Welcome to OutWrite’s new “From the Archive” series! This series is designed to provide an opportunity to interact with our organization’s archives, assess the opinions and relevance of our past content, and bring that content into the present. In doing so, this series will applaud, critique, and put into conversation ideas of the past with present ideologies and dialogues. Overall, we at OutWrite hope this new series opens up conversations and helps us reconnect with the past while striving for a better future.
*The following article no longer serves to represent the thoughts of the organization today.*
TenPercent Winter 2002: The Family Issue
Unisex bathrooms: Convenience or safety measure?
By Kyle C. Spenser
Though having access to sex-neutral restrooms might lessen the ambiguity and awkwardness felt by those people transitioning from one sex to another while accessing public resources, the real issue in calling for private unisex bathrooms may have more to do with safety.
“When a person is beginning a transition, they tend to use the bathrooms for the gender into which they are transitioning,” said Steven Leider, a staff member at the UCLA LGBT Resource Center. “Transitioning women who go to a men’s restroom are in danger of being attacked or raped.”
The United States Students Association Board of Directors recently met at UCLA to initiate a Lesbian, Gay, Bisexual and Transgender Student Empowerment Project, which will culminate in a national Day of Action on Queer Resources on April 10. Among the queer-friendly resources advocated by the board are unisex restrooms for transgender people.
Leider notes about five instances this year where someone called campus police after seeing a transgender person in the “wrong” restroom.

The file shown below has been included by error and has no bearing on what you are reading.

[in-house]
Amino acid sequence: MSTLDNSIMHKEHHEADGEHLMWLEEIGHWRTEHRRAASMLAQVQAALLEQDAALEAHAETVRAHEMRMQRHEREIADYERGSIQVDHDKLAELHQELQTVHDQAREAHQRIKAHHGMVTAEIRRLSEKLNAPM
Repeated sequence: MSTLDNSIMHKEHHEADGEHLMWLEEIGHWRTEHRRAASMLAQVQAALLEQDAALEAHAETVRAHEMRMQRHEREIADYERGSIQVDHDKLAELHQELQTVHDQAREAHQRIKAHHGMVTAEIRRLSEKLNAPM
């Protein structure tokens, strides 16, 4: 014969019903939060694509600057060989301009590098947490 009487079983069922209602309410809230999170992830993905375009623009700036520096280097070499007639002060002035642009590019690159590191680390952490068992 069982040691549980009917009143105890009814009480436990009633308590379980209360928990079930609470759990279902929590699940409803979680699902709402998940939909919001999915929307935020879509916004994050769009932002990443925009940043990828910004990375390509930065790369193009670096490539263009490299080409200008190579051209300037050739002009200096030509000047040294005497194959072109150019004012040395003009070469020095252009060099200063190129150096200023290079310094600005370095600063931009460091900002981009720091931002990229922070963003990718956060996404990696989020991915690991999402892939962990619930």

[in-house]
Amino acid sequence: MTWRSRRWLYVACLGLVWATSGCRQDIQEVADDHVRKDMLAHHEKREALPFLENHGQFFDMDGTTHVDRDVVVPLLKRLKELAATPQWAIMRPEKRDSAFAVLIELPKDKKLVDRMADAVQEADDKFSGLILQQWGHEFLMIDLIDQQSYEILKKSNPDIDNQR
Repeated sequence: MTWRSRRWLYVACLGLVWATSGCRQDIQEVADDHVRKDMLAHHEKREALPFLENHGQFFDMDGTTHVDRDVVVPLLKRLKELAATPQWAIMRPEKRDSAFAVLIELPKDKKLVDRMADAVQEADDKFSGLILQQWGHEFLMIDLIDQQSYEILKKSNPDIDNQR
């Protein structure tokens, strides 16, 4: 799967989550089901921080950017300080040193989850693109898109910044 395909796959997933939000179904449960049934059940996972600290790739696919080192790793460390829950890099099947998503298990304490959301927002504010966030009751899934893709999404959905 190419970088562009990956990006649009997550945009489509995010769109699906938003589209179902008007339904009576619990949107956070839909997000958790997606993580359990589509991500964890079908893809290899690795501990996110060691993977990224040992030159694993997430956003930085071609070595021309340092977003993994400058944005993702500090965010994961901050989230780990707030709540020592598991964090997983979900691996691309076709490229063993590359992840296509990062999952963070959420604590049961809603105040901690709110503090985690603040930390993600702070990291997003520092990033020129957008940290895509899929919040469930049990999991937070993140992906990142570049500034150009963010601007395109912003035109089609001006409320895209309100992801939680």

“A lot of people think transgender people are using the restrooms for sexual gratification, such as when a woman sees a man in a woman’s restroom, so they call the police,” Leider said. “It gets real ugly, real quick.”
Having gender-neutral bathrooms would avoid these complications, since it would not force transgender people to choose between bathrooms in the first place, according to Leider.
The LGBT Resource Center responded to the police calls by attempting to sensitize and educate police officers to transgender issues in order to avoid negative confrontations.
Ronnie Sanlo, director of the LGBT Resource Center, conducts sessions explicating the transitioning process, the differences between transgender people and gay and lesbian people, and basic psychological issues faced by the transgender community.
Also among student resources now being evaluated for their friendliness toward transgender and LGB students is on-campus housing. Sanlo was asked to visit De Neve Plaza and comment on its awareness of the needs of LGBT students. She highlighted the need for more private, gender-neutral changing areas, since they raise many of the same concerns as the restroom issue.
Many believe that adding gender-neutral bathrooms only serves a small percent of the overall student population. The national LGBT population has been estimated to be 7 to 10 percent, but according to Leider the LGBT Resource Center estimates UCLA’s LGBT community may make up as much as 15 percent of the university’s population. The specific size of UCLA’s transgender community has not been determined.
*Commentary and analysis to come*